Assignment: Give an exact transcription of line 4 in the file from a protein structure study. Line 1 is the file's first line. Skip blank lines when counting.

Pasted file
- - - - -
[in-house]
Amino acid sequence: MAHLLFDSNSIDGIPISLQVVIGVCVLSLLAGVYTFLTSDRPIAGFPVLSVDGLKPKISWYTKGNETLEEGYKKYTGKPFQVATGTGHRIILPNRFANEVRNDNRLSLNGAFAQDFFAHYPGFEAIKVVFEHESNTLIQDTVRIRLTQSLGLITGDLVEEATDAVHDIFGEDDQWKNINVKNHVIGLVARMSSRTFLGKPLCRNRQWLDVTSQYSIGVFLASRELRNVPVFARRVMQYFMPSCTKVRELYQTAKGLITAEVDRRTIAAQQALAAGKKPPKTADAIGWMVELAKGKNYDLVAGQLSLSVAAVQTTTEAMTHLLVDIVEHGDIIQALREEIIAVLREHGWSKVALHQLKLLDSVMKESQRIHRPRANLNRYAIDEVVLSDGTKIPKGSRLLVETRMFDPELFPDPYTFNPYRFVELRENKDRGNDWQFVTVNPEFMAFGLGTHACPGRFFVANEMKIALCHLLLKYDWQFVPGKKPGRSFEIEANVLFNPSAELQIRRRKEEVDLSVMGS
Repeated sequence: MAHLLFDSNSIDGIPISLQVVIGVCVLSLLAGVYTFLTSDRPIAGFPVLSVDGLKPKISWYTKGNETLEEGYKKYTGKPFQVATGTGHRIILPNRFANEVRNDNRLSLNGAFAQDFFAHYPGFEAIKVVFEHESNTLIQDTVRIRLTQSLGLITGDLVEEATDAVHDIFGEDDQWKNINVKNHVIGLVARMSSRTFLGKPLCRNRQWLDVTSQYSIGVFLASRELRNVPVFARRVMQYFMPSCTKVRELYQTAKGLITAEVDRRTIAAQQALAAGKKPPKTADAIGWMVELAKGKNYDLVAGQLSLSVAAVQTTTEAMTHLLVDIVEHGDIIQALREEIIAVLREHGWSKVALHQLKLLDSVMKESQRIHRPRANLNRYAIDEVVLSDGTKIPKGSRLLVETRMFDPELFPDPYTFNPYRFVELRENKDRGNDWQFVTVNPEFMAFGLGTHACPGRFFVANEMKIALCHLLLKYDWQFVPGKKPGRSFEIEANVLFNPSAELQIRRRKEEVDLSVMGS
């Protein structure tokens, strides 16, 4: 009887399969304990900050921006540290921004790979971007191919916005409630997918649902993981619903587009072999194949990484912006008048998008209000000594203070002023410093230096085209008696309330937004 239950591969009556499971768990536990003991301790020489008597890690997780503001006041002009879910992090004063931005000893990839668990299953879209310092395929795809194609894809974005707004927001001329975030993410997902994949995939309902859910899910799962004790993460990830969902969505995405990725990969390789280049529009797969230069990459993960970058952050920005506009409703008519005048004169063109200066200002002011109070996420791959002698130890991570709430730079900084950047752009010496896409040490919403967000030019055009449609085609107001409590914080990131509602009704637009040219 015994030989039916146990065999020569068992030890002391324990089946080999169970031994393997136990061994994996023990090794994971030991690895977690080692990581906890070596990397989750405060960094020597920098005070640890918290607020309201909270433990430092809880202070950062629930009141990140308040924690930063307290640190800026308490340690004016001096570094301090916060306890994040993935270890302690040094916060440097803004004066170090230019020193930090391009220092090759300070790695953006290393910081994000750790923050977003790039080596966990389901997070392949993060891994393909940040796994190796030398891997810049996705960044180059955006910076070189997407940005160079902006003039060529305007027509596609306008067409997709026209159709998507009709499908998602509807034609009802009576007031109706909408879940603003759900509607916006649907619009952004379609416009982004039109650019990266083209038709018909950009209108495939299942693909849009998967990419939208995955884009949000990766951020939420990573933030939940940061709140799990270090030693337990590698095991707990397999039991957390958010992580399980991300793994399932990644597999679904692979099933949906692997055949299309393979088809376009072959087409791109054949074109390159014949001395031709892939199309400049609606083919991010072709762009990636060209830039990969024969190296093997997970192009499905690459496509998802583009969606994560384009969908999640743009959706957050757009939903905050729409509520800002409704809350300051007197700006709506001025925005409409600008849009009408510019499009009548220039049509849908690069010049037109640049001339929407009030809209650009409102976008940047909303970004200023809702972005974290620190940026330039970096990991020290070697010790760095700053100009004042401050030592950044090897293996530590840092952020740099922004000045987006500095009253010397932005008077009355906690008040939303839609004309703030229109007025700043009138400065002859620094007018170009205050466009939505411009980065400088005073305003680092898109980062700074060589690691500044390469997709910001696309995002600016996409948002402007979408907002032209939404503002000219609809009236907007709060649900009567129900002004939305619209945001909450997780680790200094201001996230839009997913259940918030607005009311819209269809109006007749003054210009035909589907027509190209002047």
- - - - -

């Protein structure tokens, strides 16, 4: 009887399969304990900050921006540290921004790979971007191919916005409630997918649902993981619903587009072999194949990484912006008048998008209000000594203070002023410093230096085209008696309330937004 239950591969009556499971768990536990003991301790020489008597890690997780503001006041002009879910992090004063931005000893990839668990299953879209310092395929795809194609894809974005707004927001001329975030993410997902994949995939309902859910899910799962004790993460990830969902969505995405990725990969390789280049529009797969230069990459993960970058952050920005506009409703008519005048004169063109200066200002002011109070996420791959002698130890991570709430730079900084950047752009010496896409040490919403967000030019055009449609085609107001409590914080990131509602009704637009040219 015994030989039916146990065999020569068992030890002391324990089946080999169970031994393997136990061994994996023990090794994971030991690895977690080692990581906890070596990397989750405060960094020597920098005070640890918290607020309201909270433990430092809880202070950062629930009141990140308040924690930063307290640190800026308490340690004016001096570094301090916060306890994040993935270890302690040094916060440097803004004066170090230019020193930090391009220092090759300070790695953006290393910081994000750790923050977003790039080596966990389901997070392949993060891994393909940040796994190796030398891997810049996705960044180059955006910076070189997407940005160079902006003039060529305007027509596609306008067409997709026209159709998507009709499908998602509807034609009802009576007031109706909408879940603003759900509607916006649907619009952004379609416009982004039109650019990266083209038709018909950009209108495939299942693909849009998967990419939208995955884009949000990766951020939420990573933030939940940061709140799990270090030693337990590698095991707990397999039991957390958010992580399980991300793994399932990644597999679904692979099933949906692997055949299309393979088809376009072959087409791109054949074109390159014949001395031709892939199309400049609606083919991010072709762009990636060209830039990969024969190296093997997970192009499905690459496509998802583009969606994560384009969908999640743009959706957050757009939903905050729409509520800002409704809350300051007197700006709506001025925005409409600008849009009408510019499009009548220039049509849908690069010049037109640049001339929407009030809209650009409102976008940047909303970004200023809702972005974290620190940026330039970096990991020290070697010790760095700053100009004042401050030592950044090897293996530590840092952020740099922004000045987006500095009253010397932005008077009355906690008040939303839609004309703030229109007025700043009138400065002859620094007018170009205050466009939505411009980065400088005073305003680092898109980062700074060589690691500044390469997709910001696309995002600016996409948002402007979408907002032209939404503002000219609809009236907007709060649900009567129900002004939305619209945001909450997780680790200094201001996230839009997913259940918030607005009311819209269809109006007749003054210009035909589907027509190209002047």